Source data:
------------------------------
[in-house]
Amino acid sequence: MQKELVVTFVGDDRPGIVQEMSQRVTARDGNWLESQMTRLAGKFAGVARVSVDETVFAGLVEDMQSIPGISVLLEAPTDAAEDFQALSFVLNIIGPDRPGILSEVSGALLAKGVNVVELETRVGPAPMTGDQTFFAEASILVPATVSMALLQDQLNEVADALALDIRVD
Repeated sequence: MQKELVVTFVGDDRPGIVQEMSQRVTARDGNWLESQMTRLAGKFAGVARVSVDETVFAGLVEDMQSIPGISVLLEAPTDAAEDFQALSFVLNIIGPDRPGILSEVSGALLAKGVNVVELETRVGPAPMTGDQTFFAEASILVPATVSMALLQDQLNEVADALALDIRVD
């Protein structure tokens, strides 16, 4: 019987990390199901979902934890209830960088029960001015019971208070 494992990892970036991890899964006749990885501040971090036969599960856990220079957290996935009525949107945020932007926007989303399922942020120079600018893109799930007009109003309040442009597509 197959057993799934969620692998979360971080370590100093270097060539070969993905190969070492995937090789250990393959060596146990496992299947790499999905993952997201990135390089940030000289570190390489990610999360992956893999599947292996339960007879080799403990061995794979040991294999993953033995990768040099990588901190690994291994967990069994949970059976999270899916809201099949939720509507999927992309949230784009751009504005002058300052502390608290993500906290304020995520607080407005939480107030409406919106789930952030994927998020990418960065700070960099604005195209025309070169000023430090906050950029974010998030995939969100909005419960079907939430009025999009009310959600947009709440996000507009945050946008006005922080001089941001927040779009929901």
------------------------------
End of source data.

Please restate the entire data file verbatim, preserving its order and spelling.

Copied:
[in-house]
Amino acid sequence: MQKELVVTFVGDDRPGIVQEMSQRVTARDGNWLESQMTRLAGKFAGVARVSVDETVFAGLVEDMQSIPGISVLLEAPTDAAEDFQALSFVLNIIGPDRPGILSEVSGALLAKGVNVVELETRVGPAPMTGDQTFFAEASILVPATVSMALLQDQLNEVADALALDIRVD
Repeated sequence: MQKELVVTFVGDDRPGIVQEMSQRVTARDGNWLESQMTRLAGKFAGVARVSVDETVFAGLVEDMQSIPGISVLLEAPTDAAEDFQALSFVLNIIGPDRPGILSEVSGALLAKGVNVVELETRVGPAPMTGDQTFFAEASILVPATVSMALLQDQLNEVADALALDIRVD
């Protein structure tokens, strides 16, 4: 019987990390199901979902934890209830960088029960001015019971208070 494992990892970036991890899964006749990885501040971090036969599960856990220079957290996935009525949107945020932007926007989303399922942020120079600018893109799930007009109003309040442009597509 197959057993799934969620692998979360971080370590100093270097060539070969993905190969070492995937090789250990393959060596146990496992299947790499999905993952997201990135390089940030000289570190390489990610999360992956893999599947292996339960007879080799403990061995794979040991294999993953033995990768040099990588901190690994291994967990069994949970059976999270899916809201099949939720509507999927992309949230784009751009504005002058300052502390608290993500906290304020995520607080407005939480107030409406919106789930952030994927998020990418960065700070960099604005195209025309070169000023430090906050950029974010998030995939969100909005419960079907939430009025999009009310959600947009709440996000507009945050946008006005922080001089941001927040779009929901």